The U.S. Food and Drug Administration granted accelerated approval to Calquence (acalabrutinib) for the treatment of adults with mantle cell lymphoma who have received at least one prior therapy. “Mantle cell lymphoma is a particularly aggressive cancer,” said Richard Pazdur, M.D., director of the FDA’s Oncology Center of Excellence and acting director of the Office of Hematology and Oncology Products in the FDA’s Center for Drug Evaluation and Research. “For patients who have not responded to treatment or have relapsed, Calquence provides a new treatment option that has shown high rates of response for some patients in initial studies.”
Mantle cell lymphoma is a rare and fast-growing type of non-Hodgkin lymphoma and, according to the National Cancer Institute at the National Institutes of Health, represents 3 to 10 percent of all non-Hodgkin lymphoma cases in the U.S. Mantle cell lymphoma is a cancer of the lymph system, which is part of the body’s immune system and is made up of lymph tissue, lymph nodes, the spleen, thymus, tonsils and bone marrow. By the time mantle cell lymphoma is diagnosed, it usually has spread to the lymph nodes, bone marrow and other organs.
Calquence is a kinase inhibitor that works by blocking an enzyme needed by the cancer to multiply and spread.
Calquence was approved using the Accelerated Approval pathway, under which the FDA may approve drugs for serious conditions where there is unmet medical need and a drug is shown to have certain effects that are reasonably likely to predict a clinical benefit to patients. Further study is required to verify and describe anticipated clinical benefits of Calquence and the sponsor is currently conducting this trial.
Today’s approval of Calquence was based on data from a single-arm trial that included 124 patients with mantle cell lymphoma who had received at least one prior treatment. The trial measured how many patients experienced complete or partial shrinkage of their tumors after treatment (overall response rate). In the trial, 81 percent of patients had a complete or partial response (40 percent complete response, 41 percent partial response).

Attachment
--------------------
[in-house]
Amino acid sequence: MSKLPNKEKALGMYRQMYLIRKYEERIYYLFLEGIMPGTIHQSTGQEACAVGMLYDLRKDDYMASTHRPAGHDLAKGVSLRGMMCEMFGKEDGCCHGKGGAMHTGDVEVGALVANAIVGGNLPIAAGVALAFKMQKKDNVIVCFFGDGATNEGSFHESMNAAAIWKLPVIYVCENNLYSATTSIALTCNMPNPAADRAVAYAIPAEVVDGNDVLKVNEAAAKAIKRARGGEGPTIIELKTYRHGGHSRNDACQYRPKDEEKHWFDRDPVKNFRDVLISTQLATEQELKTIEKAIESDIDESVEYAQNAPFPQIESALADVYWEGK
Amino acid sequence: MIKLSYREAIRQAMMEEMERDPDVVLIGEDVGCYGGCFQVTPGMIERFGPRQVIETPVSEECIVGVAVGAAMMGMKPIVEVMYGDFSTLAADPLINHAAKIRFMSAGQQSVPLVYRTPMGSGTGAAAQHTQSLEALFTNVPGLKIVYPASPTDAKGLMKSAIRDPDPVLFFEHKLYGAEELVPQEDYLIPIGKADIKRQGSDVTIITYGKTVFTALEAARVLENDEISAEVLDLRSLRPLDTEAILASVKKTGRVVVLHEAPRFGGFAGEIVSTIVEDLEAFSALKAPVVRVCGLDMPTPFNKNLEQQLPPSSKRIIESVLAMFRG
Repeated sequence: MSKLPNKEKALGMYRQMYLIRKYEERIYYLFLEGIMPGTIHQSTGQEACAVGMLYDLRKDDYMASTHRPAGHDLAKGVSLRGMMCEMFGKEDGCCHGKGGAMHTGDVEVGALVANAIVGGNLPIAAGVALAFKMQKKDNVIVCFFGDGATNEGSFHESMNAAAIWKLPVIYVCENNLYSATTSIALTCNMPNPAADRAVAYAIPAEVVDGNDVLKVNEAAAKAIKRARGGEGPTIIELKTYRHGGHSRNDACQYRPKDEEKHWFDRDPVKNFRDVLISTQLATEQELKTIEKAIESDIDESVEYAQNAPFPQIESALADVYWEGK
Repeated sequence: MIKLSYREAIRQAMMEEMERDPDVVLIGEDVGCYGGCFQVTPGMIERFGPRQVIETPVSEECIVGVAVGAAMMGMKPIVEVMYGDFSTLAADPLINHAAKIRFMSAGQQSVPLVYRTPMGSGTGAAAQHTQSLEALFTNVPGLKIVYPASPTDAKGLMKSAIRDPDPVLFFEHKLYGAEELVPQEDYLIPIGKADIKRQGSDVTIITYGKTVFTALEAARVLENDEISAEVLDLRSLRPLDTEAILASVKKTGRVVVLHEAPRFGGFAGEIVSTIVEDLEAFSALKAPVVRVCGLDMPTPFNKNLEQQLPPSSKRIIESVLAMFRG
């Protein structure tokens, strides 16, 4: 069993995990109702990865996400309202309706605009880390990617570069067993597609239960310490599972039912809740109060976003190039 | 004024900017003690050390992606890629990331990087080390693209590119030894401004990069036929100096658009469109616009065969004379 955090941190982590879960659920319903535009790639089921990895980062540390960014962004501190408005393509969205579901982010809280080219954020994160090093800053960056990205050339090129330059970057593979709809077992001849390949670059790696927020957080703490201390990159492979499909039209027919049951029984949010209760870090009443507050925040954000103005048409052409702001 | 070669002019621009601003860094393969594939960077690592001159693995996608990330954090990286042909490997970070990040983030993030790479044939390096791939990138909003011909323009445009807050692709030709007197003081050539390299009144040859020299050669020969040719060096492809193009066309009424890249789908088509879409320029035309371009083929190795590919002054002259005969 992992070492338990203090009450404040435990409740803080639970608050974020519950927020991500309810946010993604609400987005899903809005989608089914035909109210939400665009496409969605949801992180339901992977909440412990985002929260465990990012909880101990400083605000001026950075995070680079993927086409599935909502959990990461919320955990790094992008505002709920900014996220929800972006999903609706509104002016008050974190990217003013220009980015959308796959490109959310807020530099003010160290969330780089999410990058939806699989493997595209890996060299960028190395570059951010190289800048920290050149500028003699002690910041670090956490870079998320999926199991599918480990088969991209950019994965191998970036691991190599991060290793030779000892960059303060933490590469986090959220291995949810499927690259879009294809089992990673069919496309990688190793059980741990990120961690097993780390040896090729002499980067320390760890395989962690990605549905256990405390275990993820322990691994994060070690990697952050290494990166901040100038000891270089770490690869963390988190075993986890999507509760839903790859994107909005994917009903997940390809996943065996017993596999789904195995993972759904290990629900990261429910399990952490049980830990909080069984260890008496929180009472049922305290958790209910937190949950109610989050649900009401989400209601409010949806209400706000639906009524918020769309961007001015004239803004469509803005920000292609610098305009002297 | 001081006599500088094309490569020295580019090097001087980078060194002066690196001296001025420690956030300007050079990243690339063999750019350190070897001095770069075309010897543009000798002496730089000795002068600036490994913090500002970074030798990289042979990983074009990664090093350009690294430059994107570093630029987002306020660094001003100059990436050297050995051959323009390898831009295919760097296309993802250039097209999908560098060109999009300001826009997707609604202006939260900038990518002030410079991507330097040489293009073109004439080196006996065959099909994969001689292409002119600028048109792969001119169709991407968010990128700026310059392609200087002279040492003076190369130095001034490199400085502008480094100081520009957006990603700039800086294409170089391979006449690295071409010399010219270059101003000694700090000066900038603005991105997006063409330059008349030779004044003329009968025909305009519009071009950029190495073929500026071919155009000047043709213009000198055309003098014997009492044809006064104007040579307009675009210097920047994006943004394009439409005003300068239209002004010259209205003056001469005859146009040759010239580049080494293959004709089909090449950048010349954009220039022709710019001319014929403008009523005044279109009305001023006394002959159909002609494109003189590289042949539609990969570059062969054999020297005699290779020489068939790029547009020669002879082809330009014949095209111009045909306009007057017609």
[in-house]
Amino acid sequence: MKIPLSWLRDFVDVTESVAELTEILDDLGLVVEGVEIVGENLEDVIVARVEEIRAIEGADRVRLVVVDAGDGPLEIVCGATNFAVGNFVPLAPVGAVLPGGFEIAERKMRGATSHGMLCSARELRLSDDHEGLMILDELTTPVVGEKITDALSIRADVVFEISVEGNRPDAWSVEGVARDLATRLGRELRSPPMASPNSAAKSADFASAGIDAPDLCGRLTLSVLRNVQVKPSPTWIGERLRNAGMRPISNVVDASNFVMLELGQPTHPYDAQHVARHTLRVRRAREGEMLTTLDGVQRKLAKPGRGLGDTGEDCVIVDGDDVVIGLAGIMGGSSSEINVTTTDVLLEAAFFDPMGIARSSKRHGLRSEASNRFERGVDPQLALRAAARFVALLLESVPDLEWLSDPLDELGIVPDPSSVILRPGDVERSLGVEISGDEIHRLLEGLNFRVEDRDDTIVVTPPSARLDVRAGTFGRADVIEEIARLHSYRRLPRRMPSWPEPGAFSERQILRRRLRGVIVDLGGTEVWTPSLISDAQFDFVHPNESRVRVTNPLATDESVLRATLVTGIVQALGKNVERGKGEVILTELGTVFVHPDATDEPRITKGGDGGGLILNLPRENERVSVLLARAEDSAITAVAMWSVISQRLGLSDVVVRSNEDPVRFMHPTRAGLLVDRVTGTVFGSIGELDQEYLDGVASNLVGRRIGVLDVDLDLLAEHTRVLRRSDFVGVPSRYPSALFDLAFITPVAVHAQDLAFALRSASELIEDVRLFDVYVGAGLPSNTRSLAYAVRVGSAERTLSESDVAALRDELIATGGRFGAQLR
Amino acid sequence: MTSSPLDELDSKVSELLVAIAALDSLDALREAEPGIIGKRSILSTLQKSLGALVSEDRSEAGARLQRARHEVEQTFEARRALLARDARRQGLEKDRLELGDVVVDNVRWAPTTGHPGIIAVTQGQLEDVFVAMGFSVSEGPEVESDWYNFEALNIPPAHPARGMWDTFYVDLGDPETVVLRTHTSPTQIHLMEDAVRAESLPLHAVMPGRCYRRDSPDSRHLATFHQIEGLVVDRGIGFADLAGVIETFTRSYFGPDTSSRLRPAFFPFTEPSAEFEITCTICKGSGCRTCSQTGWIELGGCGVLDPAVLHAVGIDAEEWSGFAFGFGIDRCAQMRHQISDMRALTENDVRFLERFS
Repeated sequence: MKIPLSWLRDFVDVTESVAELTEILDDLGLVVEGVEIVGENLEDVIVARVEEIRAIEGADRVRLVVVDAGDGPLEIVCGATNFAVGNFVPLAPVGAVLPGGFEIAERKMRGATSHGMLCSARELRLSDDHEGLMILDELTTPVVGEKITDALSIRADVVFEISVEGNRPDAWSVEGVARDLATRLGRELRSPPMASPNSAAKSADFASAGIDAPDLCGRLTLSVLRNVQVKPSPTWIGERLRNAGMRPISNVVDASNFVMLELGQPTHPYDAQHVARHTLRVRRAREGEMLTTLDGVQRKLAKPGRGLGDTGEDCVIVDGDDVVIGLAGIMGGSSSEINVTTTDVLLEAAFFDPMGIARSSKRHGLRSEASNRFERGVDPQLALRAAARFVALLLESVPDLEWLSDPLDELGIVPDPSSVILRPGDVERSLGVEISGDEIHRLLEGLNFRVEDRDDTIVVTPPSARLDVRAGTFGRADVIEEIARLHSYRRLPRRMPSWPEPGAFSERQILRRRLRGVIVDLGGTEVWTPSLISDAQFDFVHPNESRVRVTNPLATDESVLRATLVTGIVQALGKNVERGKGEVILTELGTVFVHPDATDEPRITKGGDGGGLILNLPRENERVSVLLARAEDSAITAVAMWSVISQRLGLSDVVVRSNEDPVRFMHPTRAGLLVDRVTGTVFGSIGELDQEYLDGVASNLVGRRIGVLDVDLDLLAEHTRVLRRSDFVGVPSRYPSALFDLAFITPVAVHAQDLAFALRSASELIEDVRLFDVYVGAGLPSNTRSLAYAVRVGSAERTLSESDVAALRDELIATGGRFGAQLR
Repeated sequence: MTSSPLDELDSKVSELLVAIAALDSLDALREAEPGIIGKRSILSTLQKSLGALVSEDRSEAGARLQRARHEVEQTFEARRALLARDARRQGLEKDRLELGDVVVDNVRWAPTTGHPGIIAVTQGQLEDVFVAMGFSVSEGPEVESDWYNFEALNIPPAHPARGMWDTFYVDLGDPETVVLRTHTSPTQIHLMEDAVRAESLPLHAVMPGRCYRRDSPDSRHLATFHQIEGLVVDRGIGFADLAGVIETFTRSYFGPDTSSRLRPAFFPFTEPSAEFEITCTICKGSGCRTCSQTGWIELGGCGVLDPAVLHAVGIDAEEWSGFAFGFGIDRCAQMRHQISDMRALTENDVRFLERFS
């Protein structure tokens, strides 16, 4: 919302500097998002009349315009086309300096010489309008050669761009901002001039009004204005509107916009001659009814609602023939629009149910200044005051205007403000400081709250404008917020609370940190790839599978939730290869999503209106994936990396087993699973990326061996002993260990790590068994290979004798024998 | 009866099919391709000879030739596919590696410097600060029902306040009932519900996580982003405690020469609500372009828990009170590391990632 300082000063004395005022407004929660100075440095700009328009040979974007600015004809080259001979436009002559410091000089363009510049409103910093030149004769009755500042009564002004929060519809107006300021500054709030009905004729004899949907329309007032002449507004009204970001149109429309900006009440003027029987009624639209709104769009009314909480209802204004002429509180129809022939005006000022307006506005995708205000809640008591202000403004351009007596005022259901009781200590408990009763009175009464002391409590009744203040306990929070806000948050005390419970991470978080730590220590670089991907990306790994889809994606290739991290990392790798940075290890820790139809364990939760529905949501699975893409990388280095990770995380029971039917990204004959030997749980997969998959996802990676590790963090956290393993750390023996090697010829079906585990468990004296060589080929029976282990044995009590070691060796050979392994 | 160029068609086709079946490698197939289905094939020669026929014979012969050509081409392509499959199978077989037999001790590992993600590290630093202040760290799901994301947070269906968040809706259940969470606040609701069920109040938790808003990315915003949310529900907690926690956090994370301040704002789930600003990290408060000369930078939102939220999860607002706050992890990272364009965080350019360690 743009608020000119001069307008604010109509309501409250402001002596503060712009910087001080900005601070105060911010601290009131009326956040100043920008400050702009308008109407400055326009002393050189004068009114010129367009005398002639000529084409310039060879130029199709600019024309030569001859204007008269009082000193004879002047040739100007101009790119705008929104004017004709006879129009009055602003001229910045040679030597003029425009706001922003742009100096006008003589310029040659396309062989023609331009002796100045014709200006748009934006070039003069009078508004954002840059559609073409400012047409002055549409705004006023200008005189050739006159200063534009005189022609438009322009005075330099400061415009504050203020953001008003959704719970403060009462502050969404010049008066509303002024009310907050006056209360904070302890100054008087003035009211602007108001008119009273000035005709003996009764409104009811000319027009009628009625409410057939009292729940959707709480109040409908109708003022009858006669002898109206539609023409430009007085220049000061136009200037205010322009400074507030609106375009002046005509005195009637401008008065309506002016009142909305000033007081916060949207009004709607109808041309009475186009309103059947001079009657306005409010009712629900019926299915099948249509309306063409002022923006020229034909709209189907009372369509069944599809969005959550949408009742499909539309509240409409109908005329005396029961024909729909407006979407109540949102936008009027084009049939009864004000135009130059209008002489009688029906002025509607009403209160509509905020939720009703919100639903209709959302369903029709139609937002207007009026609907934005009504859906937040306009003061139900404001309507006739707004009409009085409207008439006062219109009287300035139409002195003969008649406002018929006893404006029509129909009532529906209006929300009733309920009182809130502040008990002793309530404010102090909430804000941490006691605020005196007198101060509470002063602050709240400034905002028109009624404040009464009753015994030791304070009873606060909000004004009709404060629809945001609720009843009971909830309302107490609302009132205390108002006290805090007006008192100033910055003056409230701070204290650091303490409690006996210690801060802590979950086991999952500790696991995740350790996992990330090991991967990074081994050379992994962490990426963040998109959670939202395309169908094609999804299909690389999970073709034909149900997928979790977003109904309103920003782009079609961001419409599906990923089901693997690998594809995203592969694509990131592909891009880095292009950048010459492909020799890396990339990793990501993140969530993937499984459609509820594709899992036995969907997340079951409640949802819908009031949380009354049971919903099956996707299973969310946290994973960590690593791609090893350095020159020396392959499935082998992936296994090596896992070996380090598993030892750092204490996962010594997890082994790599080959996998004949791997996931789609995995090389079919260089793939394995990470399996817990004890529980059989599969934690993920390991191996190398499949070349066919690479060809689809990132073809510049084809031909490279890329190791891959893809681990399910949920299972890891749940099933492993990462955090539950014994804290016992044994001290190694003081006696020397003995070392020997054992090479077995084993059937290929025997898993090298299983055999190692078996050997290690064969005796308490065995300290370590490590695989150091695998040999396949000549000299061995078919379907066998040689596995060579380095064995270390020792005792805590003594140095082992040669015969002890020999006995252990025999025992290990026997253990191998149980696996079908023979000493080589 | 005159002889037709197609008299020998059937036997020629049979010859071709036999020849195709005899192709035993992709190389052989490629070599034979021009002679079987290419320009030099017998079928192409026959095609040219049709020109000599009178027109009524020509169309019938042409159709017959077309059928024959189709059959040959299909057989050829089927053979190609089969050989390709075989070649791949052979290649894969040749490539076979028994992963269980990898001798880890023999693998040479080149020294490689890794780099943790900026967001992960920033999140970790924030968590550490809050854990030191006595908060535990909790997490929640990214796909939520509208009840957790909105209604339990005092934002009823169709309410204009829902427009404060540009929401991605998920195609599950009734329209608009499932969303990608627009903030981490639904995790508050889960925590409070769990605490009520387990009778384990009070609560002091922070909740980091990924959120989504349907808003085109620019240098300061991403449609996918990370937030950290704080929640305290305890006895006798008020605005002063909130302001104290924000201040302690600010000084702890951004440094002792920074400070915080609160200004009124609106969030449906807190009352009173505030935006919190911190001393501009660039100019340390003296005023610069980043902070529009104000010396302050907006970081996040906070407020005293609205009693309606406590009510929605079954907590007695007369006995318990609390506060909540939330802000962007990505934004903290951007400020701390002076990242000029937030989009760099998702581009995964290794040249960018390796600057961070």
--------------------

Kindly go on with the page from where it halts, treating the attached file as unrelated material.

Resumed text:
Common side effects of Calquence include headache; diarrhea; bruising; fatigue and muscle pain (myalgia); and reduced levels of red blood cells (anemia), platelets (thrombocytopenia) and neutrophils (neutropenia) in the blood.
Serious side effects include bleeding (hemorrhage), infections and irregular heartbeat (atrial fibrillation). Additional cancers, known as second primary malignancies, have occurred in some patients taking Calquence. Women who are breastfeeding should not take Calquence because it may cause harm to a newborn baby.
The FDA granted this application Priority Review and Breakthrough Therapy designations. Calquence also received Orphan Drug designation, which provides incentives to assist and encourage the development of drugs for rare diseases.
The FDA granted the accelerated approval of Calquence to AstraZeneca Pharmaceuticals LP.
The FDA, an agency within the U.S. Department of Health and Human Services, protects the public health by assuring the safety, effectiveness, and security of human and veterinary drugs, vaccines and other biological products for human use, and medical devices. The agency also is responsible for the safety and security of our nation’s food supply, cosmetics, dietary supplements, products that give off electronic radiation, and for regulating tobacco products.